Moreover, since man has no inherent dignity and there is no objective moral standard, the man who is in dire straits can just go ahead and starve his family. Better yet, the atheist can just shoot them and put them out of their misery! Then he can sell them off and have them butchered. In the end he has not just a boatload of money but also a year's supply of meat to eat packed away in his freezer!
I think you would agree that the Lord's way is a lot more humane. Thank God for the guidance of His Law!
This past weekend I saw the newest batch of Mormon missionaries walking along the street. I immediately pulled over and was willing to risk being late to get home so that I could talk to them.
I began the conversation with my ritual question: Do you think you serve the greatest god? If I could show you a god who is greater, would you convert?
To their credit, they didn't want to take the bait. One of them tried to dodge by saying that he believed only in the god who burned truth in him. The gist of the conversation went like this:
Mormon: I only know truth if it is confirmed by the Holy Spirit.
Me: Has the Holy Spirit subjectively confirmed that 2+2=4?
Mormon: Not that I know of.
Me: So 2+2 does not equal 4?
I thank him for being epistemologically consistent. That only allowed me to show how foolish his worldview really is. Truth becomes quite slippery if it is subjectively confirmed in extra ordinary ways (i.e. burning in the bosom).*
Eventually we did get to my original question. I then posed the challenge, "Where is your god?" I always like hearing their responses on this one. Since their god has a body, they ultimately don't know where he is. They may say, "In heaven," but they really are just guessing.
Herein lies their dilemma: What comfort is a god who is not guaranteed to be near? Like Baal on Mt. Carmel, the god who isn't there doesn't answer prayer or aid you in your time of need.
In contrast to this, to use the words of Francis Schaeffer, we serve the God "who is there." He is a Spirit (John 4:4) and omnipresent. Therefore he is never able to "leave us nor forsake us."
[By the way, if they happen to give you grief about their "holy Spirit" being omni-present, just say, "I'm talking about the god you worship. You don't worship the "holy Spirit," do you? That's idolatry because the holy spirit in Mormon theology is a different god than Heavenly Father."]
*We believe that the knowledge comes only through the Holy Spirit too. However, we do not need extra-ordinary displays of the Spirit's presence to confirm it (i.e. burning in the bosom). God reveals all truth, for all truth is God's. Though the Spirit reveals it to us, it is always objective because it comes through the simple means of creation and/or His word. So, ultimately, truth is not left to the whims of our personal, inward experience.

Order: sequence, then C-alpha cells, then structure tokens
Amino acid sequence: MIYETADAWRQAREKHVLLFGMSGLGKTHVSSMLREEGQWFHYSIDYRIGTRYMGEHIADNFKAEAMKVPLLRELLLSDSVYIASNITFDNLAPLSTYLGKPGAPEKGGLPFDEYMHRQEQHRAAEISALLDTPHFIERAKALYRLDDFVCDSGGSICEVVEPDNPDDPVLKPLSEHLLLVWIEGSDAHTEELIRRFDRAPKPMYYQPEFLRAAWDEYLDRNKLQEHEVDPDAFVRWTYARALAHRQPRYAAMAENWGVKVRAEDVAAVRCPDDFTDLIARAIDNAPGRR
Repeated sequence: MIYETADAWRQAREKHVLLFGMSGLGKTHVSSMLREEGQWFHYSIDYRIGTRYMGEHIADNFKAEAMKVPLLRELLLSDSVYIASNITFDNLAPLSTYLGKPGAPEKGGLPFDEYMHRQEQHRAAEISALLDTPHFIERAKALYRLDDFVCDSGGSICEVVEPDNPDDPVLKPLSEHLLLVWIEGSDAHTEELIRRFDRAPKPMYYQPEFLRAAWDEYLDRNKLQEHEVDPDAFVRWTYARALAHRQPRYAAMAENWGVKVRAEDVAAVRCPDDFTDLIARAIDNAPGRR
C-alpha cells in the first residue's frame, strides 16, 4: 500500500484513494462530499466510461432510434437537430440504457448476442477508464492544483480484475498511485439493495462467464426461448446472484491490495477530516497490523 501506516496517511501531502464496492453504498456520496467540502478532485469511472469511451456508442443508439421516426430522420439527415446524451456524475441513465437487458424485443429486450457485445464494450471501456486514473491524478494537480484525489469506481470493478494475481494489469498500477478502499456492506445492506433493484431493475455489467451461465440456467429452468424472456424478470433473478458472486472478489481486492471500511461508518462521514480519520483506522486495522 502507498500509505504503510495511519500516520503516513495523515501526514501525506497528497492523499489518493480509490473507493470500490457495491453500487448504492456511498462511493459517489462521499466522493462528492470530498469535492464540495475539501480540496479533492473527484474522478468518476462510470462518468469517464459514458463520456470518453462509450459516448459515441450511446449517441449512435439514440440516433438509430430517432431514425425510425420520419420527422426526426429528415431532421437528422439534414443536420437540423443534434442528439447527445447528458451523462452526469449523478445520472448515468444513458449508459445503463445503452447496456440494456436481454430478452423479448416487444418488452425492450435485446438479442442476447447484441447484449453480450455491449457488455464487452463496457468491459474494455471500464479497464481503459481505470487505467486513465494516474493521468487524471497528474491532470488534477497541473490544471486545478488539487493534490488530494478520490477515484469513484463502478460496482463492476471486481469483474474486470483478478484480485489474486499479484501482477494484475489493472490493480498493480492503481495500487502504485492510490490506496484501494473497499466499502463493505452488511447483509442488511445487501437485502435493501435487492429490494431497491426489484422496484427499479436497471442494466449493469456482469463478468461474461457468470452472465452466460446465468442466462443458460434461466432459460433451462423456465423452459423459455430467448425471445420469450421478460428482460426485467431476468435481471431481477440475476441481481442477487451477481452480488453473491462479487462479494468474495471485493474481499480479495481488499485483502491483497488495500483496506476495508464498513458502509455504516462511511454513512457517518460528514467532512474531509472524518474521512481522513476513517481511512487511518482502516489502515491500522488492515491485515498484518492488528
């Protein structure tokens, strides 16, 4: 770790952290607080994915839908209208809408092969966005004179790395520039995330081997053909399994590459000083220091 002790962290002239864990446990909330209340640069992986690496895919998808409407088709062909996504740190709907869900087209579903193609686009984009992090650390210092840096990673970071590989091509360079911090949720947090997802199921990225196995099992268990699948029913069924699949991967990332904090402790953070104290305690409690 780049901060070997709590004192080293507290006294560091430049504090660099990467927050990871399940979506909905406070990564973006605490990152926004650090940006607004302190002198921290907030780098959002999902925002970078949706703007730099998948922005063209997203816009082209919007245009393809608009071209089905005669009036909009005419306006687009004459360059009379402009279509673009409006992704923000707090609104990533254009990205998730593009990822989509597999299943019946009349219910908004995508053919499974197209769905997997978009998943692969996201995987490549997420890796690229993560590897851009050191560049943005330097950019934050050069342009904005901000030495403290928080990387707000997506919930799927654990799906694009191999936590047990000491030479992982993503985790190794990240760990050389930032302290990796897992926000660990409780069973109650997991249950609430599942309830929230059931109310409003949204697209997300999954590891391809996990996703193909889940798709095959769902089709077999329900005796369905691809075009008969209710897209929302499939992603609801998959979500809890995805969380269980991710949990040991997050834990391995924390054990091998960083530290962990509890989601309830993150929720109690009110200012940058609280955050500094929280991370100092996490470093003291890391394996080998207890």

The hit Disney movie, Frozen, has taken the US by storm and it’s hit song, “Let It Go!” can be heard on every elementary school playground around the country. Even my 2 yr old could sing some of the song before she ever saw the movie!
As I heard bits of the lyrics float past my ears, something didn’t sit right with me. But, I decided to hold judgment until I heard the song in the context of the entire movie. This weekend, my girls and I watched Frozen together and “Let It Go!” struck me as a song that espoused a lot of popular philosophies about a life contrary to the Bible’s teaching. I decided to look at 3 main themes and dissect them in light of the Bible.
First, Elsa laments the fact that she’s always had to be the “good girl.” “Don’t let them in, don’t let them see, be the good girl you always have to be” and “Let it go! That perfect girl is gone!”
I do believe that this is a cry of a lot of children in the church today. As Christian parents, we have done our children a great disservice if we have only emphasized outward behavior without a heart turned to Christ. Our children need to know that they can’t be the “good girl” or the “good boy” because we are all infested with sin. We need to be constantly pointing our children to Jesus as their Savior and Redeemer who alone is good and perfect. We all need to be humble enough to confess our sins to God and to one another (James 5:16, I John 1:8-10), not pretending to be without sin like the Pharisees (Mt. 23:23-28).
I feel badly for Elsa and her situation and can only pray that my girls will not feel this need to put on “perfect airs”, but instead will put on Christ.
Then, we get to the heart of the song, the rousing “let it go” chorus. The music crescendos as Elsa sings “Let it go, let it go, Turn away and slam the door. I don’t care what they’re going to say…” I’m assuming that Elsa is letting go of her gift/curse of freezing things. Are we supposed to just let go of whatever is “trapped” inside of us? Is that being true to ourselves?
The Bible encourages self-control (Gal. 5:16, 5:22-25) which seems the antithesis of letting it go. In my own observations of myself and other people, letting go of inhibitions only leads to sorrow. Elsa also says she doesn’t care what people are going to say, which is a very prevalent thought pattern today. “Be true to yourself and don’t worry about anyone else” is what we often hear.